“The Bitcoin is Property” N Mirzai and J Ottensooser (2014) 29(5) APLB 94
The article discusses whether bitcoin is property, in both common law and following the economic indicia. Further, this article discussed the definition of bitcoin, a bit of international context and some policy ramifications of bitcoin being classified as property.
Here’s a sneak peek:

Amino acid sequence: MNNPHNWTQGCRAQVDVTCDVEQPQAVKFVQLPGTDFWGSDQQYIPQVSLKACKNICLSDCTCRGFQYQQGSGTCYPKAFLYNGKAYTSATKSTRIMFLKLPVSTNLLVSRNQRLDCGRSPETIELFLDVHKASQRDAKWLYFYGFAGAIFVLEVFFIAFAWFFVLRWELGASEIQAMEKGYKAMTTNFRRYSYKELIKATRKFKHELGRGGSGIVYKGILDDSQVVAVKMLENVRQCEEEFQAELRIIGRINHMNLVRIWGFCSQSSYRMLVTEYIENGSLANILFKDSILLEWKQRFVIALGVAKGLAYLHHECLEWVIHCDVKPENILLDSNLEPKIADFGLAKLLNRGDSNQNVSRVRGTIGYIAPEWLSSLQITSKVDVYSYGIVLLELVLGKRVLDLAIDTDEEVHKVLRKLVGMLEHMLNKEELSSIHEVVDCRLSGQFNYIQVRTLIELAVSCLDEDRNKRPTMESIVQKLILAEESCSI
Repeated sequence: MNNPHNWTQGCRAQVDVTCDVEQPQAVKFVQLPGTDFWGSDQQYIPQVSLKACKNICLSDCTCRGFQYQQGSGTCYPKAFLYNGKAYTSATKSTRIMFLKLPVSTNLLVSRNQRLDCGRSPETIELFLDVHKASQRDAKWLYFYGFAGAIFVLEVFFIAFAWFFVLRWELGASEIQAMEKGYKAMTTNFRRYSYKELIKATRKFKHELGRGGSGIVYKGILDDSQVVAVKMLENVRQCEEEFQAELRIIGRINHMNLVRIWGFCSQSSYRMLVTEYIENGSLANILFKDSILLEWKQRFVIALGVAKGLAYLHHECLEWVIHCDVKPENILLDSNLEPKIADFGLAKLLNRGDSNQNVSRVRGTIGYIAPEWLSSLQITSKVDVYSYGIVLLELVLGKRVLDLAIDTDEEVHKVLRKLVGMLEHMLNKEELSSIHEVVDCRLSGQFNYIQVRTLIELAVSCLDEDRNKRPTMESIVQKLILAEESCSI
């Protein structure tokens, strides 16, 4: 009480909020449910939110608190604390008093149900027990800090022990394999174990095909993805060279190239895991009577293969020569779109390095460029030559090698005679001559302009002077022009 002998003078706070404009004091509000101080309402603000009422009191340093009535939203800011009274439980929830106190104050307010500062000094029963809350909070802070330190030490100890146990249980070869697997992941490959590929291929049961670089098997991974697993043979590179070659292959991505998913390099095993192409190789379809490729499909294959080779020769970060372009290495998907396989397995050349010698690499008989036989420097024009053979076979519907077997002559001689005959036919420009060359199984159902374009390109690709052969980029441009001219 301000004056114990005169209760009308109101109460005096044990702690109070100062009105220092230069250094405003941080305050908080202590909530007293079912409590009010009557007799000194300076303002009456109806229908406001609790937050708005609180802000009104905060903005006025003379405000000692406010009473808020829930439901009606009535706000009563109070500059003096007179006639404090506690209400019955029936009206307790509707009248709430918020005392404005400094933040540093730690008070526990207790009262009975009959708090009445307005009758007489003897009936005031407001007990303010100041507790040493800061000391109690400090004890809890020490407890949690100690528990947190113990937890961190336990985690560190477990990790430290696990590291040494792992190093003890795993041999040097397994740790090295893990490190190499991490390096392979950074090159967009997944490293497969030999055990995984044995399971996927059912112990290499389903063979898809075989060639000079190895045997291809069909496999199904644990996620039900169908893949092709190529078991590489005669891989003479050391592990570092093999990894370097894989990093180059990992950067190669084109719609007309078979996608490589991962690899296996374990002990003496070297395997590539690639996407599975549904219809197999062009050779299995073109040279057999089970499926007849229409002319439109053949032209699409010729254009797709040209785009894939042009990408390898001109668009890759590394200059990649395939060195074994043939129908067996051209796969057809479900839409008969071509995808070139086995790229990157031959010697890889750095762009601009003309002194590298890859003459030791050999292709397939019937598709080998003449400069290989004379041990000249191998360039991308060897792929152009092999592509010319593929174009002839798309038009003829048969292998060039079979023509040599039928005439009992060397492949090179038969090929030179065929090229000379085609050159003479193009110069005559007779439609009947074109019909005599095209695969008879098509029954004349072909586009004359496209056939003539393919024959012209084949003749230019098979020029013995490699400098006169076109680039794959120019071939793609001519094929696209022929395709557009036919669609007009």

The concept of a “paperless” form of currency has historically attracted as many advocates as it has sceptics. That said, in the digital age within which we now find ourselves, it would be naive to close one’s eyes to the movements and developments of the internet and the methods of trading it facilitates and encourages. The emergence and seemingly overnight popularity of “bitcoin” and other cryptocurrencies have taken regulators around the world by surprise. The comfort of dealing with cryptocurrencies as a matter of personal preference put to one side, the proper characterisation, recognition, regulation and security of the cryptocurrencies all present pressing questions for lawmakers. Unlike many other developments in the law, the prolific expansion of the bitcoin highlights a real need for prompt and thorough legislative intervention. This is so particularly in Australia, where the use of bitcoins is increasingly growing. This article suggests an appropriate starting point for lawmakers approaching the topic and expresses a real need for legislative intervention in the near future.